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By MELINDA DESLATTE, Associated Press

BATON ROUGE, La. (AP) — In their special session ending Tuesday, Louisiana lawmakers agreed to expand and extend business tax credits, exemptions and incentive programs, bills that were pitched as a coronavirus recovery tactic and are estimated to siphon millions from the treasury each year.

Supporters said the measures would help businesses struggling with closures and restrictions mandated by Gov. John Bel Edwards in response to the virus outbreak.

“We have to take care of the businesses that employ people that provides them the income to be able to move forward,” said Sen. Barry Milligan, a Republican from Shreveport. “The more businesses we lose, the more paychecks we lose, the more of our tax base we lose.”

Critics said the approach was haphazard, involved too little study and could worsen the state's budget problems from the virus.

“We know we have fiscal woes ahead,” said Sen. Karen Carter Peterson, a New Orleans Democrat.

Sen. Jay Morris, a Monroe Republican, cautioned his colleagues: “It’s easy to give away. It’s hard to take back.”

The Democratic governor has not said which measures he will support and which he opposes. He has said he could back “selective” business tax breaks depending on the details.

The bills would cost about $25 million in the budget year that begins Wednesday, according to financial estimates. But in some instances, the financial impact of the bills is not entirely clear — and some of the proposals are back-loaded, so they will cost tens of millions more in later years. The tax breaks, with extensions included, are estimated to total at least $230 million in lost tax collections over five years, but could cost much more, according to nonpartisan bill analyses.

Republicans criticized the financial estimates, suggesting the state will reap tax revenue by stimulating the economy.

One of the largest tax breaks, starting at $11 million in the first year and growing annually, would benefit the state’s gambling industry.

Lawmakers passed bills that would:

—Extend Louisiana's expiring historic tax credit program another four years, to expenses incurred before mid-2026. Lawmakers added a spending cap on the program for applications submitted after July 1.

—Allow businesses required to collect and remit sales taxes to keep a larger portion of those tax collections for themselves.

—Broaden a tax credit program for businesses that create jobs in certain underserved areas deemed Enterprise Zones to allow retailers, restaurants, bars and hotels to participate if they have no more than 50 workers. The expansion would end in mid-2023.

—Expand a payroll subsidy program for certain businesses that offer higher-paying jobs and health benefits to virus-impacted retailers, restaurants, bars and hotels if they have no more than 50 workers. The expansion would end in mid-2023.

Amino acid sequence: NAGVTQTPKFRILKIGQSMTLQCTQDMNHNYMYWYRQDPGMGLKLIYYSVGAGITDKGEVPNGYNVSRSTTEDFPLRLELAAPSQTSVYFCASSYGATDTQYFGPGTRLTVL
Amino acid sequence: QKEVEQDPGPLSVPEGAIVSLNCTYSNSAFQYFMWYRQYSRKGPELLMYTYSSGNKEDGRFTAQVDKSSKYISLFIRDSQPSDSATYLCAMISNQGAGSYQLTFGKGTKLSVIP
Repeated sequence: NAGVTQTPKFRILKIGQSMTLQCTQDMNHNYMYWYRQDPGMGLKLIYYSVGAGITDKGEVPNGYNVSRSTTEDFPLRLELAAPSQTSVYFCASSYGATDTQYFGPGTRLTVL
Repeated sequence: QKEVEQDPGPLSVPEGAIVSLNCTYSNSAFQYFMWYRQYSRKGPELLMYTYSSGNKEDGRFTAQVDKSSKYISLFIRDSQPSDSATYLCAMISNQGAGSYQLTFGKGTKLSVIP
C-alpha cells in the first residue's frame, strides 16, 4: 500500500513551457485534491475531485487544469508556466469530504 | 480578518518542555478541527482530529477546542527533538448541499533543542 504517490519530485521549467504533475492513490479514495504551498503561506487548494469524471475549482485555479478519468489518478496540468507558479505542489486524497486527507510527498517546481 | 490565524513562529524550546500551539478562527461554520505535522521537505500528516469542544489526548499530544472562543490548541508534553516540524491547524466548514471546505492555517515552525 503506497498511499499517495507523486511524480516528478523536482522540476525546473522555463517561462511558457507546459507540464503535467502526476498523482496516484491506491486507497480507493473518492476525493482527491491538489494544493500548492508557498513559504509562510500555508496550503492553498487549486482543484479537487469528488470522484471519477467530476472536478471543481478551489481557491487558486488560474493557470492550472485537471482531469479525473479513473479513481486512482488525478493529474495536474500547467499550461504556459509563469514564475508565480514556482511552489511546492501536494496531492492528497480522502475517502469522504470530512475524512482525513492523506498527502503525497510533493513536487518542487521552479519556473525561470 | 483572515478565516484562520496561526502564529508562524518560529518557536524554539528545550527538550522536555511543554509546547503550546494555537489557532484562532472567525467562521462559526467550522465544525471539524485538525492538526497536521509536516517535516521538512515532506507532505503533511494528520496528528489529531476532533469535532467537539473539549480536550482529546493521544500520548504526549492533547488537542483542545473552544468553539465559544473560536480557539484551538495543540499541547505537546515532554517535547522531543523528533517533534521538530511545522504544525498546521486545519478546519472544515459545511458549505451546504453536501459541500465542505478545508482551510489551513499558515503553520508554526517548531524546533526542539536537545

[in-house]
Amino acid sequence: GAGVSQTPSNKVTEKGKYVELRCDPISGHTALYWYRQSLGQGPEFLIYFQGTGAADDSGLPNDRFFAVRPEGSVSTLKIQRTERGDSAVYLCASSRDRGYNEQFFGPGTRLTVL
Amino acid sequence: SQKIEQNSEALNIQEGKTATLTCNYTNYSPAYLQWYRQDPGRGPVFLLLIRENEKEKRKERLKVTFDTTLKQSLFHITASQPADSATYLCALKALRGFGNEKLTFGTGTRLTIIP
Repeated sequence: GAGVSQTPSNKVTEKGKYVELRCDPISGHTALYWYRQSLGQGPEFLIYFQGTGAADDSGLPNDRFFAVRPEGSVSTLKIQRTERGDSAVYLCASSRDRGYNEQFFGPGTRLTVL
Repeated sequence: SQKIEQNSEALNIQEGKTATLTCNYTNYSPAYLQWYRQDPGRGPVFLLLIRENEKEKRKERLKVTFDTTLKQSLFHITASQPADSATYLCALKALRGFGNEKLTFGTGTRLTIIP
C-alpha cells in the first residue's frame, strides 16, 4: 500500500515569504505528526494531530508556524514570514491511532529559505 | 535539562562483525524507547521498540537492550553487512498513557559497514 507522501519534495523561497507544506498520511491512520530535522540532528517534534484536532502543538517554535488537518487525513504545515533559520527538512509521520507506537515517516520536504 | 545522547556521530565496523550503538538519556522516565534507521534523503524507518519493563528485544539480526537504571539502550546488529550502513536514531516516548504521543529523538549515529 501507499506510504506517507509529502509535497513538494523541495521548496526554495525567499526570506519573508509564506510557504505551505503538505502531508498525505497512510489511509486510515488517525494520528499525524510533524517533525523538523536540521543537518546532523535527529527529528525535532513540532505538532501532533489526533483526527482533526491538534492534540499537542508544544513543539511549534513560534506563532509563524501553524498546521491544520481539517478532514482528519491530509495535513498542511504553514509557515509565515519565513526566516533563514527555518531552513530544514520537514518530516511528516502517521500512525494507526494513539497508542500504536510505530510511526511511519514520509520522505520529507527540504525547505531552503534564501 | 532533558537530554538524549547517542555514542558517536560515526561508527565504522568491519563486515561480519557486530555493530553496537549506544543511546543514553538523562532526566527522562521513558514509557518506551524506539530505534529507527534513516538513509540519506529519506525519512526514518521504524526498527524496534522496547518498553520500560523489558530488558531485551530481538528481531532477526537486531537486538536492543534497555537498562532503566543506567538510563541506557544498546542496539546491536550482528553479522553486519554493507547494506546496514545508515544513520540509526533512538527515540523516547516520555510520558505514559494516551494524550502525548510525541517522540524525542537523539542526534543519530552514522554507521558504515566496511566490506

—Renew an expiring tax credit program for certain research and development expenses for another four years.

—Deduct from the taxes owed by riverboat casinos, the land-based casino in New Orleans and slot machines at Louisiana’s racetracks some of the money given to gamblers through promotional play wagers.

—Suspend part of the corporate franchise tax for one year.

—Restart an expired program that provides state tax credits for investments in low-income communities through the federal New Markets Tax Credit Program. A total of $45 million in credits could be claimed over four years, starting in the 2023-24 budget year.

—Extend the Angel Investor tax credit program for start-up businesses through mid-2025 and increase the credit for business investments located in federal “Opportunity Zone” neighborhoods.


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District 5 awards grants, not loans, to micro-businesses

SAN ANTONIO – A pilot program that began as a way to boost small business development on the West Side became a financial lifeline for micro-businesses there, when the Covid-19 pandemic began spreading throughout the city of San Antonio.

“When Covid-19 hit, we knew that we needed to redirect the funds to small businesses directly,” said Shirley Gonzales, who represents District 5 on City Council.

Gonzales said many of the mom-and-pop establishments, micro-businesses with five or fewer employees, that are the “backbone of our community,” missed out on the controversial Paycheck Protection Program that gave millions in loans to major companies.

RELATED: These San Antonio businesses received millions of dollars in Paycheck Protection Program loans

"They're the ones who are less likely to have relationships with existing banks or lawyers and accountants on staff to immediately help them apply for funds," Gonzales said.

She said that’s why she kept the application process simple.

According to LiftFund, a community-based lender that teamed up with Gonzales’ office, eight micro-businesses were each awarded $5,000 grants, not loans.

She said the city funds she set aside for the program on the West Side are almost depleted.

But, Gonzales said the program will serve as a model for a city-wide program launching next week that will provide not only more funding, but also mentors and other resources to help small businesses.

RELATED: These Texas businesses received $5-10 million in Paycheck Protection Program loans

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